Plankton food web structure in a eutrophic polymictic lake with a history in toxic cyanobacterial blooms
Limnol. Oceanogr., 51(1_part_2), 2006, 715-727 | DOI: 10.4319/lo.2006.51.1_part_2.0715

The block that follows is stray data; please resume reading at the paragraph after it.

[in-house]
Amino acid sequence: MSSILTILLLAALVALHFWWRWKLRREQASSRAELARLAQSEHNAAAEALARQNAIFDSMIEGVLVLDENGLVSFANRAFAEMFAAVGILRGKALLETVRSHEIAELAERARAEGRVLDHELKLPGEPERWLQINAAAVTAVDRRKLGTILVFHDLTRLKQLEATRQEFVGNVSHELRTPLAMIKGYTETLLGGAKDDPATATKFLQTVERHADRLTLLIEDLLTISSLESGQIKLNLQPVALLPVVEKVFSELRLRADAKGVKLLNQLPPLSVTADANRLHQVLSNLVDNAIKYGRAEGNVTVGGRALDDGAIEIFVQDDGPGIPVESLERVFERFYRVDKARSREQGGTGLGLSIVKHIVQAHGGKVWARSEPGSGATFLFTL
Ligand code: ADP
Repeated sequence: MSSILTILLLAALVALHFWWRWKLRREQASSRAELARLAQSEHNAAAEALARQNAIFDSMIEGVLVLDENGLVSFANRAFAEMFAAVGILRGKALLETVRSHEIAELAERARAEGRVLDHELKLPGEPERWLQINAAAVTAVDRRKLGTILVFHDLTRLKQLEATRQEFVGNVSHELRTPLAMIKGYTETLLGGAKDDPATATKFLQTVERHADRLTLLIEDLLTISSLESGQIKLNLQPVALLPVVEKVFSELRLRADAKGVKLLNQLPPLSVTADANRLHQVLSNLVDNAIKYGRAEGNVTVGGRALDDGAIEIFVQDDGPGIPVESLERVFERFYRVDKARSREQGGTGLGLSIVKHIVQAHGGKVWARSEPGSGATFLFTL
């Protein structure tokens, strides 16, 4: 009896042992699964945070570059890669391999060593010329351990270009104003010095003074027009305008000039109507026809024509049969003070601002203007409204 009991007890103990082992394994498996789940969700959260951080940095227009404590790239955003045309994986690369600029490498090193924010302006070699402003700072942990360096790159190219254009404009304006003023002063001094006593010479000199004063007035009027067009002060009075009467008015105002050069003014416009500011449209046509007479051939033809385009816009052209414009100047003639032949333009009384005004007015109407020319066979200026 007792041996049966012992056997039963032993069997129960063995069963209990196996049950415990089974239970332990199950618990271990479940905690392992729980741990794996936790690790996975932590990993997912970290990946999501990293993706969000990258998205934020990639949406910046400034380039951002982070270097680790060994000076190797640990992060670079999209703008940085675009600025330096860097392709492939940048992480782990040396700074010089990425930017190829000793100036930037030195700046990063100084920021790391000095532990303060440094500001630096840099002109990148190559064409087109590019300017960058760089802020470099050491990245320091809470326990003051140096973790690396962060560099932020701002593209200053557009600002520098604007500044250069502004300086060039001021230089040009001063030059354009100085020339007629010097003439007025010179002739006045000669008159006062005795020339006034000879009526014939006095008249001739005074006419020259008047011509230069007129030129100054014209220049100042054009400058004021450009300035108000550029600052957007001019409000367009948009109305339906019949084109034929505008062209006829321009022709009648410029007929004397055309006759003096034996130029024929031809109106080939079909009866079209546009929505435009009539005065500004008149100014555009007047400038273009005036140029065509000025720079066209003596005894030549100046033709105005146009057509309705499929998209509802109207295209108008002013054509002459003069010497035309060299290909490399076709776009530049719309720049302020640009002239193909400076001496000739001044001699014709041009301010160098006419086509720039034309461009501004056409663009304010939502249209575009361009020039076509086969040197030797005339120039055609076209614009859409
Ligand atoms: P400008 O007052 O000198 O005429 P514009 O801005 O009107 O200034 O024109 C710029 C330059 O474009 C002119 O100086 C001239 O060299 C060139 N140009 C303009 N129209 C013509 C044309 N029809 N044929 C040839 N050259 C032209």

ABSTRACT: We studied the seasonal dynamics of phytoplankton, bacterioplankton, heterotrophic nanoflagellates, ciliates, and metazoan plankton in the highly eutrophic polymictic Lake Kastoria (Greece), which has a history of toxic cyanobacterial blooms. An acute increase in the flushing rate of the lake during spring inhibited cyanobacterial biomass accumulation. During this transient oligotrophic period, which was characterized by abundant lake snow particles, the plankton food web was an inverted biomass pyramid (low autotrophic biomass and high heterotrophic biomass). Prokaryotes played a key role in these changes (cyanobacteria during periods of autotrophy and bacteria during periods of heterotrophy). In summer and autumn, toxic cyanobacterial blooms developed, and the microbial loop was weak. The microbial loop was weak because the heterotrophic nanoflagellates and nanociliates decreased to undetectable densities during the summer, when larger bacterivores (rotifers and small cladocera) were abundant. Toxic blooms may have a dual effect on heterotrophic nanoplankton: negative during the first bloom and postbloom period and positive during a following toxic bloom. Different species (Cylindrospermopsis raciborskii, Aphanizomenon spp., and Microcystis aeruginosa) and succession phases of toxic blooms may differentially affect the microbial food web structure.